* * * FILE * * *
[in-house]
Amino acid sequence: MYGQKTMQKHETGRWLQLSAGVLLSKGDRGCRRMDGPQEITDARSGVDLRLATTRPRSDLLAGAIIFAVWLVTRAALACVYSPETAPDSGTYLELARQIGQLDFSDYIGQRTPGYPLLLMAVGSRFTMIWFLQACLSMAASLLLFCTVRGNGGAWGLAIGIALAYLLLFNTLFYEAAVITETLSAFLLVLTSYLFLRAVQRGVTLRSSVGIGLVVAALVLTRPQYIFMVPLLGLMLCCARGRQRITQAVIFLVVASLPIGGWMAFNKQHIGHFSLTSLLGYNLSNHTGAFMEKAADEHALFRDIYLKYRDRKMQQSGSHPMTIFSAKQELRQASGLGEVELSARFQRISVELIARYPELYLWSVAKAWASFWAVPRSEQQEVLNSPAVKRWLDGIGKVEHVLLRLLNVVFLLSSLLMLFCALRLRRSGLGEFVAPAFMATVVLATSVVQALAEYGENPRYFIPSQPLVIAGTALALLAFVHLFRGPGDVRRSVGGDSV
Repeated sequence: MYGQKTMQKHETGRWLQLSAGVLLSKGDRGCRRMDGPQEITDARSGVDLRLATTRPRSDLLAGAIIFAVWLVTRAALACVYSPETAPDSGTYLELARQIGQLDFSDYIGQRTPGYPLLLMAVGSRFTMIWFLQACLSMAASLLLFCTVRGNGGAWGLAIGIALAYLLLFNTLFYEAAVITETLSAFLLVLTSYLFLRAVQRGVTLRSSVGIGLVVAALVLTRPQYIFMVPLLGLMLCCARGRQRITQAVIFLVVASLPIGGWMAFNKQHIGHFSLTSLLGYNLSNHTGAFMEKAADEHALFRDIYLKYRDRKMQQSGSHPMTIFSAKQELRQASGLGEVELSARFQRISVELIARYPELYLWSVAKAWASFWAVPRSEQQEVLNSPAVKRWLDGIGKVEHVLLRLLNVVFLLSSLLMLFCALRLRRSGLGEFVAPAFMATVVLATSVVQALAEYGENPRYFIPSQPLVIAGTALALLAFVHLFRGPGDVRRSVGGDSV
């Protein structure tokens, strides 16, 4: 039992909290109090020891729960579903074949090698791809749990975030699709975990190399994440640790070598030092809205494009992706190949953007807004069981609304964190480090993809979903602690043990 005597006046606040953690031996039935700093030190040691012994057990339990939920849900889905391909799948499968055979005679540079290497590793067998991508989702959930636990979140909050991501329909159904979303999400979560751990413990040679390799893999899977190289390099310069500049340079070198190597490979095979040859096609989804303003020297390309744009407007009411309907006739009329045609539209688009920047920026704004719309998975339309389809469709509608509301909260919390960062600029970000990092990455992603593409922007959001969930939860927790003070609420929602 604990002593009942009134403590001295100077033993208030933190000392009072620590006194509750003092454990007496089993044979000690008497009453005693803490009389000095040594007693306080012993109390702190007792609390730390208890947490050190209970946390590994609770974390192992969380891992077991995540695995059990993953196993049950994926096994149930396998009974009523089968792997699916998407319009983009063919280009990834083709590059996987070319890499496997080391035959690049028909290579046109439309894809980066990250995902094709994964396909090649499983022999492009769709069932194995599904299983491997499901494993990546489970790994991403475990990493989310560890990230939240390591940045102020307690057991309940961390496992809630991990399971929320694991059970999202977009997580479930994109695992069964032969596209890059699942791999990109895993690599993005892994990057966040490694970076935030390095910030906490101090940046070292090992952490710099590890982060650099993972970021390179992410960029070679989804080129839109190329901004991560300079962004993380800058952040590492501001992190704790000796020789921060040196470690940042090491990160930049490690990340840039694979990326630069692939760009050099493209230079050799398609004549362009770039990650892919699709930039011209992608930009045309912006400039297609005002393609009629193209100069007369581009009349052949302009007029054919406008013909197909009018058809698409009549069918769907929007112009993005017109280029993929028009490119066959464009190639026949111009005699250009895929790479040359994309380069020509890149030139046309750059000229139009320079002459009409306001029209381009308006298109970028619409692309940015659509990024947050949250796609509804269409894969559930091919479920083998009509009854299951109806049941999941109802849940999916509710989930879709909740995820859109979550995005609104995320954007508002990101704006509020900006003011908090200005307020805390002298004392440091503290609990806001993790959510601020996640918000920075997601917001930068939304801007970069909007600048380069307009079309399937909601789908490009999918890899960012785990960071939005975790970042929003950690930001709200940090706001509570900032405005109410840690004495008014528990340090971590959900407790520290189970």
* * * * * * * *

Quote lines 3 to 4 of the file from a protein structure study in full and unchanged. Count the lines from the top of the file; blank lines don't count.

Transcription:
Repeated sequence: MYGQKTMQKHETGRWLQLSAGVLLSKGDRGCRRMDGPQEITDARSGVDLRLATTRPRSDLLAGAIIFAVWLVTRAALACVYSPETAPDSGTYLELARQIGQLDFSDYIGQRTPGYPLLLMAVGSRFTMIWFLQACLSMAASLLLFCTVRGNGGAWGLAIGIALAYLLLFNTLFYEAAVITETLSAFLLVLTSYLFLRAVQRGVTLRSSVGIGLVVAALVLTRPQYIFMVPLLGLMLCCARGRQRITQAVIFLVVASLPIGGWMAFNKQHIGHFSLTSLLGYNLSNHTGAFMEKAADEHALFRDIYLKYRDRKMQQSGSHPMTIFSAKQELRQASGLGEVELSARFQRISVELIARYPELYLWSVAKAWASFWAVPRSEQQEVLNSPAVKRWLDGIGKVEHVLLRLLNVVFLLSSLLMLFCALRLRRSGLGEFVAPAFMATVVLATSVVQALAEYGENPRYFIPSQPLVIAGTALALLAFVHLFRGPGDVRRSVGGDSV
């Protein structure tokens, strides 16, 4: 039992909290109090020891729960579903074949090698791809749990975030699709975990190399994440640790070598030092809205494009992706190949953007807004069981609304964190480090993809979903602690043990 005597006046606040953690031996039935700093030190040691012994057990339990939920849900889905391909799948499968055979005679540079290497590793067998991508989702959930636990979140909050991501329909159904979303999400979560751990413990040679390799893999899977190289390099310069500049340079070198190597490979095979040859096609989804303003020297390309744009407007009411309907006739009329045609539209688009920047920026704004719309998975339309389809469709509608509301909260919390960062600029970000990092990455992603593409922007959001969930939860927790003070609420929602 604990002593009942009134403590001295100077033993208030933190000392009072620590006194509750003092454990007496089993044979000690008497009453005693803490009389000095040594007693306080012993109390702190007792609390730390208890947490050190209970946390590994609770974390192992969380891992077991995540695995059990993953196993049950994926096994149930396998009974009523089968792997699916998407319009983009063919280009990834083709590059996987070319890499496997080391035959690049028909290579046109439309894809980066990250995902094709994964396909090649499983022999492009769709069932194995599904299983491997499901494993990546489970790994991403475990990493989310560890990230939240390591940045102020307690057991309940961390496992809630991990399971929320694991059970999202977009997580479930994109695992069964032969596209890059699942791999990109895993690599993005892994990057966040490694970076935030390095910030906490101090940046070292090992952490710099590890982060650099993972970021390179992410960029070679989804080129839109190329901004991560300079962004993380800058952040590492501001992190704790000796020789921060040196470690940042090491990160930049490690990340840039694979990326630069692939760009050099493209230079050799398609004549362009770039990650892919699709930039011209992608930009045309912006400039297609005002393609009629193209100069007369581009009349052949302009007029054919406008013909197909009018058809698409009549069918769907929007112009993005017109280029993929028009490119066959464009190639026949111009005699250009895929790479040359994309380069020509890149030139046309750059000229139009320079002459009409306001029209381009308006298109970028619409692309940015659509990024947050949250796609509804269409894969559930091919479920083998009509009854299951109806049941999941109802849940999916509710989930879709909740995820859109979550995005609104995320954007508002990101704006509020900006003011908090200005307020805390002298004392440091503290609990806001993790959510601020996640918000920075997601917001930068939304801007970069909007600048380069307009079309399937909601789908490009999918890899960012785990960071939005975790970042929003950690930001709200940090706001509570900032405005109410840690004495008014528990340090971590959900407790520290189970």